No one ever tried to kill me until I joined the Branch Davidian Church. After I joined, our awesome God
intervened a number of times to protect me. The guiding principle, if God does not want you to die, you
don't die.

In March of 1988, five months after I joined the church, David Koresh did a hostile takeover of the church
property on the day after George Roden, the last living original trustee, was sentenced to six months for
contempt of court. (He called Judge Walter Smith “a Goddamn tyrant.”) George had appointed me a trustee
several months earlier, so he added me to his lawsuit to remove Koresh (whose claim was specifically
forbidden by church law). This trusteeship caused me to do legwork for George, who was in jail.
Additionally, I recopied his lawsuit because his handwriting was illegible and the clerk refused to accept it.
I filed it for him.

This doesn't seem like anything to kill someone over, however our church preaches that the Kingdom of
God will start as a tiny church with a big message explaining prophecy, and it will overthrow the nations
(Dan 2:31-44). We also preach that land ownership is a human right (Micah 4:4) and that everyone is alloted
land without payment in the Kingdom of God. (As Christ said, “Blessed are the meek; for they will inherit
the earth.” Matt. 5:5). Ours is the kind of church that the people who own huge tracts of land and pay
campaign expenses would prefer did not prosper. The first land ripoff was in the 1960s. Koresh was the
man chosen to do the second land ripoff.

I was empowering George Roden to fight, and he had both church law and legal precedent on his side. I'll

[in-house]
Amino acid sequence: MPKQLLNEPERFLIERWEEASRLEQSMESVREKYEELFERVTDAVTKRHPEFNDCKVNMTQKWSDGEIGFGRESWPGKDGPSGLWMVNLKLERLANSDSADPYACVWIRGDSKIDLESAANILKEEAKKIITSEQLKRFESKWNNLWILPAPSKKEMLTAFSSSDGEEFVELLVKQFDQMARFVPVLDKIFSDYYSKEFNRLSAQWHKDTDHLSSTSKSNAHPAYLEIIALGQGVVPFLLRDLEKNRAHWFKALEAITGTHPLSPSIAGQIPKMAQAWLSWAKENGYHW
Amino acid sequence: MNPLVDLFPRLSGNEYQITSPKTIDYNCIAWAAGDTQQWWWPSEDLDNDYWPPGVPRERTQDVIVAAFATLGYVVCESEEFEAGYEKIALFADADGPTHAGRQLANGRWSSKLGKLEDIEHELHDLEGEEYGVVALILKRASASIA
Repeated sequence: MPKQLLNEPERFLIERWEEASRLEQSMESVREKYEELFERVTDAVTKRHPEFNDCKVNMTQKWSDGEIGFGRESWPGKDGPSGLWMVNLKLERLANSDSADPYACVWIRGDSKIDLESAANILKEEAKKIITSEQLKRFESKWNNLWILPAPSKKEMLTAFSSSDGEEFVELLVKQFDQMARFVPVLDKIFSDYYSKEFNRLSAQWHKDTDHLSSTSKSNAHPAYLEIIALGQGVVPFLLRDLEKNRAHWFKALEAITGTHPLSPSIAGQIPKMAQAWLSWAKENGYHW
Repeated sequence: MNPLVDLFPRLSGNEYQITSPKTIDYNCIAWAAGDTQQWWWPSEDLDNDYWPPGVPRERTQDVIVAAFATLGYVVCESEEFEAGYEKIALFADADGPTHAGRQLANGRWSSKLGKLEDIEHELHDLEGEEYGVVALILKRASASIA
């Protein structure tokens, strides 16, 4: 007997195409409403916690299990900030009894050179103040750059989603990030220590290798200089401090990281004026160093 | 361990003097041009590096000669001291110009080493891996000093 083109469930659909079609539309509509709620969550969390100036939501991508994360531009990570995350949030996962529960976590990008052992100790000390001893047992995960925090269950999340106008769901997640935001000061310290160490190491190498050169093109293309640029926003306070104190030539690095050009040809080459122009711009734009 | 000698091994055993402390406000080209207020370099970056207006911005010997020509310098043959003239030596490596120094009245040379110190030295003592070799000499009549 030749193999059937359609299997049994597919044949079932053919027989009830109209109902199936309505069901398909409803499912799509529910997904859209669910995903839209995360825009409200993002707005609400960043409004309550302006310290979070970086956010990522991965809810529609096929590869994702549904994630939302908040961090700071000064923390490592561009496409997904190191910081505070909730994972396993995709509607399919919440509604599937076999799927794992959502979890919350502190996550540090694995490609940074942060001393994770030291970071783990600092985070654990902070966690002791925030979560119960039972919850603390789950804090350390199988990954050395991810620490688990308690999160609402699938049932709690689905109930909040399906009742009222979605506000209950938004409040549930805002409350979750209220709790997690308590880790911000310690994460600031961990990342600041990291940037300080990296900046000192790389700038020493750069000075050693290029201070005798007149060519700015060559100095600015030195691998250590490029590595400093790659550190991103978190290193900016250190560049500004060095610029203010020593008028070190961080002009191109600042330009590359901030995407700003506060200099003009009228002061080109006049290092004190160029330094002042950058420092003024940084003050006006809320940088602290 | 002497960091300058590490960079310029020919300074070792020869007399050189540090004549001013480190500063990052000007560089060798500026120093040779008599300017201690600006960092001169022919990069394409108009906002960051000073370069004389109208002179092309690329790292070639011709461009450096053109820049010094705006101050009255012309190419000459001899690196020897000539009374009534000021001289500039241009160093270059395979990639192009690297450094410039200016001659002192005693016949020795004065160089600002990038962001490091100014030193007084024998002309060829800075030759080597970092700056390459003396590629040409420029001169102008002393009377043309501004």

say this for them, they did not want to hurt my son, Stanley. They waited until my son was away in
Stephenville overnight for an intercollegiate competition. It is also possible that they only wanted to scare
me (it worked). Before George went to jail he gave me his red Doberman and his 357. Red was a good
watchdog, because he only barked at people. I lived a half mile off the road behind a locked gate. The
neighbors who lived close to my gate were some protection as well.

I heard Red bark that Saturday morning at 4 A.M. I sat up and held George's 357 in my lap. I heard one of
them outside the front door, then the other outside the back. I had just time to think about how much
trouble I was in when I heard a car door slam in the distance. I don't know if it was a deputy sheriff having
a look at the car they had to leave up on the road in front of my farm. They didn't either. Red barked at
them again as they left.

As the struggle over the property continued, there were other attempts. George was tried again for
contempt of court in Sept. 1988, and sentenced to another 3 months. (He claimed he was the leader of the
church in defiance of a 1985 restraining order which supported his mother's leadership. She died in 1986.)

George's church property lawsuit was dismissed by summary judgment in January, 1989. He filed papers in
Deed Records which dealt with the church property and another warrant for contempt of court was issued.
George moved to Odessa after asking his friend, my fellow trustee, Tom Drake to protect me. I continued
the legal battle in the Federal courts. I thought it was a freedom of religion issue, the right of a church to
choose its own leadership.

Someone unscrewed two hose clamps on the fuel lines of my old Volvo (I smelled the gas when I stopped
to open the gate and tightened them again). Tom moved into the 20' by 20' storage building on my farm to
protect me. Tom was incensed because someone was pissing on the gatepost and leaving the gate open.
One night he chased intruders off the farm wearing only George's 357. The harassment abruptly ended. I
suppose the fact that he didn't wait to even put on his boots gave them a message.

My Volvo had been cross-wired by persons unknown, and a trip to Dallas put it off the road. Tom, who
could fix cars, but did not like the work, found Johnny Franklin McNeil to fix the Volvo. Tom and Johnny